Topics covered include transcendental functions; techniques of integration; applications of calculus such as elementary differential equations, simple harmonic motion, and center of mass; conic sections; polar coordinates; infinite sequences and series including power series and Taylor series. Other topics, often an introduction to matrices and vector spaces, will be included at the discretion of the instructor.
196. Honors Mathematics II. Permission
of the Honors Counselor. (4). (N.Excl).
Sups and infs, sequences and series, Bolzano-Weierstrass Theorem, uniform continuity and convergence, power series, C raised to infinity and analytic functions, Weierstrass Approximation Theorem, metric spaces: R to the nth and C raised to 0[a,b], completeness and compactness.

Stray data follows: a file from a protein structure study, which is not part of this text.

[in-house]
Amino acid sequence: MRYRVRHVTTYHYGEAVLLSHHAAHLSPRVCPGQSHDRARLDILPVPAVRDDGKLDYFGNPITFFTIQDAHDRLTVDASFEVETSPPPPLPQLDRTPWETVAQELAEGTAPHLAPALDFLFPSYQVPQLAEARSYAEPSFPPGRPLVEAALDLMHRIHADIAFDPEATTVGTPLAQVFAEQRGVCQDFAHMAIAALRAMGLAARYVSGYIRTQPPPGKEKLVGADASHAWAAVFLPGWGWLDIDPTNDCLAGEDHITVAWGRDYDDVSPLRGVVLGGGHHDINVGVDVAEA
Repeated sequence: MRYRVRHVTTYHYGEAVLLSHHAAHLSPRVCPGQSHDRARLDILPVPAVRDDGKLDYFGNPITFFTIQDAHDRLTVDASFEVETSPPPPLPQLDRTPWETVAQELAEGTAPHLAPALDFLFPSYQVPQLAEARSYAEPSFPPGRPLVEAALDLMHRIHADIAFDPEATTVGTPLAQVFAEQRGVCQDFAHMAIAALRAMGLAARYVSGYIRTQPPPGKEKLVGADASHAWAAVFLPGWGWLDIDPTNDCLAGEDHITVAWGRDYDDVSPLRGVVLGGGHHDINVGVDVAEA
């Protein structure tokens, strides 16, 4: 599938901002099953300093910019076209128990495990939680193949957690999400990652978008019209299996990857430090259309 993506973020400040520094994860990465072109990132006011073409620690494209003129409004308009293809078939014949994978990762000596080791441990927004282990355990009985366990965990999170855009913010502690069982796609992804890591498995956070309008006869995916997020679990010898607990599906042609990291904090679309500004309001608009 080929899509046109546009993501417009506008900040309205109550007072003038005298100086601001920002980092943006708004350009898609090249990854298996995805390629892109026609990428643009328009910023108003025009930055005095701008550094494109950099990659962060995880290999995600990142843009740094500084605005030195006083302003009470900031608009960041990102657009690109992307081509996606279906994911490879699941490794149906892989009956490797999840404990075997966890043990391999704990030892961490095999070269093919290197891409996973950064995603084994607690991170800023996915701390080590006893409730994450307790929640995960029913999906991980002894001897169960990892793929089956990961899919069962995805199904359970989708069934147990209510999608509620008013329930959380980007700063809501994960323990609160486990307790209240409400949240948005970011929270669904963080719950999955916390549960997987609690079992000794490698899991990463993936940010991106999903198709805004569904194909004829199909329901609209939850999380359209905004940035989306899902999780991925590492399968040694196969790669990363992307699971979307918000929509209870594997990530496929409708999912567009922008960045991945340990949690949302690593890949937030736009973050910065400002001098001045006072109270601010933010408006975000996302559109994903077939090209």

215. Analytic Geometry and Calculus III. Math.
116 or 186. (4). (Excl).
Topics include vector algebra and vector functions; analytic geometry of planes, surfaces, and solids; functions of several variables and partial differentiation; line, surface, and volume integrals and applications; vector fields and integration; Green's Theorem and Stokes' Theorem. This corresponds to Chapters 13-19 of Thomas and Finney. Text: Calculus and Analytic Geometry (G. Thomas and R. Finney)
216. Introduction to Differential Equations. Math.
215. (4). (Excl).
Topics include first-order differential equations, higher-order linear differential equations with constant coefficients, linear systems. Recent Text(s): Differential Equations, 2nd ed. (Sanchez, Allen, and Kyner)
217. Linear Algebra. Math. 215. (4). (Excl).